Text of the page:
29.  “Futurama” – Another favorite.  My eldest gel in particular cannot understand how something so well done can continue to get cancelled for lack of audience ratings.  In this, she is getting her first lesson in the difference between what is good quality and what is merely popular.

13.  “V” (1983-1985) – Like “Battlestar Galactica”, another Humanity Overcoming Attempts At Oppression story, only this time set on Earth.  I don’t remember much anymore, but liked it a lot at the time, perhaps in part because of the cat-fighting alien leader chicks.  (Robbo is really a pretty simple fellah when it comes down to it.)

11.  “Firefly” – I came to this late (long after it had been cancelled), but liked it enough to buy the DVD box set and run through it every couple of months or so.  I thought the series superior to the movie (“Serenity”).

6.  “Star Trek: TOS” – One of the major influences on my misspent yoot.  I’d say that a lot of the “messaging” in TOS probably went rocketing right over my young head, as I was more in love just with the concept of the Enterprise traveling across the heavens.  Oh, and let me be clear about something here:  There is only one James Tiberius Kirk.  When I become emperor of the world, “reboots” will constitute a flogging offense.

3.  “Star Trek: NG” – I will give the series credit.  After its first few seasons going over the top trying to establish its liberal creds, it eventually calmed down and got somewhat better.  (It remained rooted in progressivist utopian fantasy, of course, but stopped beating teh drum so damned hard.)  You can follow Troi’s costume as a kind of barometer of this transformation.  In the early shows, she sported that home-spun hippy looking body suit.  Eventually, they put her back in a regulation uniform (and focused less on what she was “sensing” of everybody’s “feelings”).  Of the movies, I think “First Contact” was probably the best.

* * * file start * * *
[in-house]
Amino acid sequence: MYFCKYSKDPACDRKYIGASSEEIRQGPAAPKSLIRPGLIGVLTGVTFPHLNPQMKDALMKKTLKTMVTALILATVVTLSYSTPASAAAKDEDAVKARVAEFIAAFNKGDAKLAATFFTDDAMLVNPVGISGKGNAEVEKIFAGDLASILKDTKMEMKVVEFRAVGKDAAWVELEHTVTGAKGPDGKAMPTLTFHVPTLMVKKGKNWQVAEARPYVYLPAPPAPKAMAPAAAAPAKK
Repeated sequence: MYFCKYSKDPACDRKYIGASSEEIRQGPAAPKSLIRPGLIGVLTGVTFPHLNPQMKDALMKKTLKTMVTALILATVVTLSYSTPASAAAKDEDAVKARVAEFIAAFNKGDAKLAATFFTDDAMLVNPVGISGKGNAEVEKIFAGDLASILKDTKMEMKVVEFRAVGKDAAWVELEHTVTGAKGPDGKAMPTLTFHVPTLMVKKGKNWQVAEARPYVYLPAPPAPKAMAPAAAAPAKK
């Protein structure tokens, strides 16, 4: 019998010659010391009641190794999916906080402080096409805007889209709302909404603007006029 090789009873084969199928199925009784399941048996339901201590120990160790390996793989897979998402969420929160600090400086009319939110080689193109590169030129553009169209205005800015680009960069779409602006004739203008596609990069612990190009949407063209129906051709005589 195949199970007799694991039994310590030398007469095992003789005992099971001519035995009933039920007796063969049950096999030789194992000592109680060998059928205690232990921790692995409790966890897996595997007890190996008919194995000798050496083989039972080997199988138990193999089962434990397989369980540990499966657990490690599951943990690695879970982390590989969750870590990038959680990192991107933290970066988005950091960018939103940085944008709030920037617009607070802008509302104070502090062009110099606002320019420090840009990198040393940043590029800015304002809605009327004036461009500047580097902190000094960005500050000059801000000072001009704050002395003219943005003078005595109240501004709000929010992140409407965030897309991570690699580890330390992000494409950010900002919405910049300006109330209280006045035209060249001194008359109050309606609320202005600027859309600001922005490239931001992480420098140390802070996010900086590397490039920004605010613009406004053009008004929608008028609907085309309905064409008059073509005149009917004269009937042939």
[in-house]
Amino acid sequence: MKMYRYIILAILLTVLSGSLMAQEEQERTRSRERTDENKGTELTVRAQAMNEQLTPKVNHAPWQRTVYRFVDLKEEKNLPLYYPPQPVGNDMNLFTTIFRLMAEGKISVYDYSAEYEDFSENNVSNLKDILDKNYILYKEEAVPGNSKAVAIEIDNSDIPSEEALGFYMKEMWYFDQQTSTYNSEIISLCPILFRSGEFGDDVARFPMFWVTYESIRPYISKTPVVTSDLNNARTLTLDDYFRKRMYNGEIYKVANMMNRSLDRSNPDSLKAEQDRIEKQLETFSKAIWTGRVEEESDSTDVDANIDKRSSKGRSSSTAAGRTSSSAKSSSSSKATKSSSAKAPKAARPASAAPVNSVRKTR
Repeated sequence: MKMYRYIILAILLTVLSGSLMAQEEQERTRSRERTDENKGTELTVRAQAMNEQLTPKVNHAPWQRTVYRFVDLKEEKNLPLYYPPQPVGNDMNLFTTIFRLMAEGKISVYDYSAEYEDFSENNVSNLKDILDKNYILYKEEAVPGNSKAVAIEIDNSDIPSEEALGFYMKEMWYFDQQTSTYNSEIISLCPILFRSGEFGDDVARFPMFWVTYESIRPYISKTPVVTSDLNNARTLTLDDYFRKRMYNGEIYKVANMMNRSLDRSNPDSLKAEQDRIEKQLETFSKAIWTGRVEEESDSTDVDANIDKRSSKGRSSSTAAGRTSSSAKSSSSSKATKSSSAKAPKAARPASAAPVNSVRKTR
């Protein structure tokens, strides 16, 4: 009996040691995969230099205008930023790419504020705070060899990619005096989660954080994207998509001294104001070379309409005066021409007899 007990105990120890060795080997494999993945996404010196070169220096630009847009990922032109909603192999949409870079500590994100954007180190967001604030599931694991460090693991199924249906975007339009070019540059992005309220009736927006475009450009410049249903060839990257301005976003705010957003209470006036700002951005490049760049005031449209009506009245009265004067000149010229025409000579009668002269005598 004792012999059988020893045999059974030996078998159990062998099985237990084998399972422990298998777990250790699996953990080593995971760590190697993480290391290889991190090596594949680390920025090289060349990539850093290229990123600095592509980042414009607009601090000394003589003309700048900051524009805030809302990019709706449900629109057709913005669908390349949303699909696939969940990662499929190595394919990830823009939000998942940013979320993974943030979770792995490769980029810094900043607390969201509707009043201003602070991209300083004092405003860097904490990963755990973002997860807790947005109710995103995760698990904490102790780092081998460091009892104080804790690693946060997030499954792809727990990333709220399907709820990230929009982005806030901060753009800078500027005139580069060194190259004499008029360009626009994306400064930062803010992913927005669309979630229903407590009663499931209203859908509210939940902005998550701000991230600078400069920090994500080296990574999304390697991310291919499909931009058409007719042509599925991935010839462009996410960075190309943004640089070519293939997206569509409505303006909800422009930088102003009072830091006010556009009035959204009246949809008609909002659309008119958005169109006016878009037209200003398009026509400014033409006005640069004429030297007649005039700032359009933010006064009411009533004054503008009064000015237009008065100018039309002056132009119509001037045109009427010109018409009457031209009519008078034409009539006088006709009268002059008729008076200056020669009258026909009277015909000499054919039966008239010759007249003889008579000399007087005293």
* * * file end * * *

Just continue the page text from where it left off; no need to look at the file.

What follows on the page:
1.  “Dr. Who” – Well, yes.  I was a pretty big Tom Baker fan back in the day, but haven’t paid any attention in years.  Meanwhile, teh Middle Gel has become an outright fanatic.

 

Greetings, my fellow port swillers!

Well, the renovation of the flooded basement at Port Swiller Manor has now achieved official “Port-o-John on the Driveway” status, which in an odd way makes ol’ Robbo feel like a grown-up.